Many banks have already implemented and are actively using 3D Secure, SecureCode from Mastercard or Verified by Visa to reduce fraud, with the introduction of Apple Pay and Google Pay shoppers have the option to authenticate payments through mobile or desktop and local payment methods like iDeal, SOFORT and Bancontact are already using multi-factor authentication.
But adding more steps to the Payment Process, leads to more friction and an higher abandonment rate during the payment flow, which leads to more refused transactions, thus a lower Authorization Rate.
How can I start tracking my Authorization Rate?
Most PSPs provide very little insights into your Authorization Rate, especially if they don’t have any way to control or influence it. So in case you can’t download a report or have an analytics suite available from which you can track the Authorization Rate, I suggest the following:
- Track your Checkout Sessions (each time a Shopper clicks to Checkout using your Web Analytics for example Google Analytics or KissMetrics)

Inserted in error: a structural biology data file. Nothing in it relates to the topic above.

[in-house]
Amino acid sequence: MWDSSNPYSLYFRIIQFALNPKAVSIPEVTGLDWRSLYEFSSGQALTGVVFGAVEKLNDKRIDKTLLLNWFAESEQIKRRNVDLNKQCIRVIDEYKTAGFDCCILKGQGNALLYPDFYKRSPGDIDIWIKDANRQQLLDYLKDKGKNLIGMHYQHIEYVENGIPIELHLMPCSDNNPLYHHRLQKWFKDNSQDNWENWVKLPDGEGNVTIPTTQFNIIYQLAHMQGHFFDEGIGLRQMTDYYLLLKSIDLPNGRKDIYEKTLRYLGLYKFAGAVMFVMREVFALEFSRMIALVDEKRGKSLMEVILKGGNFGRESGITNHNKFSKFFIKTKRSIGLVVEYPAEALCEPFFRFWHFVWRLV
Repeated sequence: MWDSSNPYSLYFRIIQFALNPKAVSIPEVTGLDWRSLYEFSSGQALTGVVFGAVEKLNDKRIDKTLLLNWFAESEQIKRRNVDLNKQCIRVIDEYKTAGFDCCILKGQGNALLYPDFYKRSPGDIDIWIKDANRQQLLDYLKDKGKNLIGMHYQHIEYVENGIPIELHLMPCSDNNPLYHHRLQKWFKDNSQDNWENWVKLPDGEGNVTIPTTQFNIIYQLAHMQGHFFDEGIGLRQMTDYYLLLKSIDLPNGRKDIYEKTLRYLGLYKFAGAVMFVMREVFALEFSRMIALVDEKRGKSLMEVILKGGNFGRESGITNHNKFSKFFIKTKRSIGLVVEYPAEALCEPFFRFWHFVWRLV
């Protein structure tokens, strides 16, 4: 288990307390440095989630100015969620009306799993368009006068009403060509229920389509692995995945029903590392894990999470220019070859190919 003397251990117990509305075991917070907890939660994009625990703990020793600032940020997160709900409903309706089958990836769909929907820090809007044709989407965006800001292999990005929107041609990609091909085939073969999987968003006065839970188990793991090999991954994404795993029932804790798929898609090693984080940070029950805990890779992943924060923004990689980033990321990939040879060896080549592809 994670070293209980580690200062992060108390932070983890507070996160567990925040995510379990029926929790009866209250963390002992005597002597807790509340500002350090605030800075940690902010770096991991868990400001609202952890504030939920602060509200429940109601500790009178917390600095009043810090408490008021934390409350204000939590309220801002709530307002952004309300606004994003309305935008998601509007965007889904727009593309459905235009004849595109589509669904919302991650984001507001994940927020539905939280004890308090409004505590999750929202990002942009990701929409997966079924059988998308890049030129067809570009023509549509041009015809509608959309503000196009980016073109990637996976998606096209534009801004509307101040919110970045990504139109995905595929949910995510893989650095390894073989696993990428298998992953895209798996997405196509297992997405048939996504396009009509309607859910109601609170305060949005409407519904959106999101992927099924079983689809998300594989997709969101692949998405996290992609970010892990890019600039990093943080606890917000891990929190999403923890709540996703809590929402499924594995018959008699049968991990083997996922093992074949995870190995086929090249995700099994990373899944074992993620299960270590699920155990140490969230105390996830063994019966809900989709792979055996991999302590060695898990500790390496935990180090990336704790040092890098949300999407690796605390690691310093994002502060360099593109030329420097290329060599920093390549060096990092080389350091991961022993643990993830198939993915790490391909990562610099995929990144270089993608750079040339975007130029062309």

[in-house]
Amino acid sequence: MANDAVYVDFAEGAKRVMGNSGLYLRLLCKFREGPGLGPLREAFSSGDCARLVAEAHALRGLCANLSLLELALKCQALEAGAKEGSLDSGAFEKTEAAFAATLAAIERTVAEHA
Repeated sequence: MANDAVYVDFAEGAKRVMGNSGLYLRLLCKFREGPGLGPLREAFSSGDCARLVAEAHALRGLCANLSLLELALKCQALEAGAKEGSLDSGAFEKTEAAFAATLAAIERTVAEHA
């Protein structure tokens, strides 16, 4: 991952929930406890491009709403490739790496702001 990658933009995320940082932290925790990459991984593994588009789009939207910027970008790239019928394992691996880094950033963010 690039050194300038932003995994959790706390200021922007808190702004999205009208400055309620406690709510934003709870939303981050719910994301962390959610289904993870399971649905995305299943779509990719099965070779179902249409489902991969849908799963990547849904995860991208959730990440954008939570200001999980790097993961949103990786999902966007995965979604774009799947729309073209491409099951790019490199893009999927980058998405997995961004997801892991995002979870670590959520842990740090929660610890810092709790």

- Track your WebHook Sessions (each time a Shopper returns to your Thank You or Payment Failed Page)
- Track your Successful Payments (each Authorized/Successful Payment, according to your PSP)
Because of PCI-Compliancy you are not able to add Web Analytics to the Payment Page, tracking the Checkout Sessions, give you a good indication of the number of times customers have indicated they wanted to checkout.
The WebHook Sessions, can be tracked and give you a good idea of the number of Sessions that have been successful or not.
To validate the number of initiated Checkout Sessions and your Successful/Failed Sessions, you can compare it to the number of Successful Payments.
Dependent on your Business Model (Direct Sales, Subscriptions), the Issuer of the Shoppers card, the PSP and or Acquirer, and several other variables, the Authorization Rate can range between 70% to 95%. By tracking your Authorization Rate on a daily basis, you can create a dashboard that will give you a better insights into what percentage of transactions actually get Authorized and be able to truly understand the performance of your PSP/Acquirer.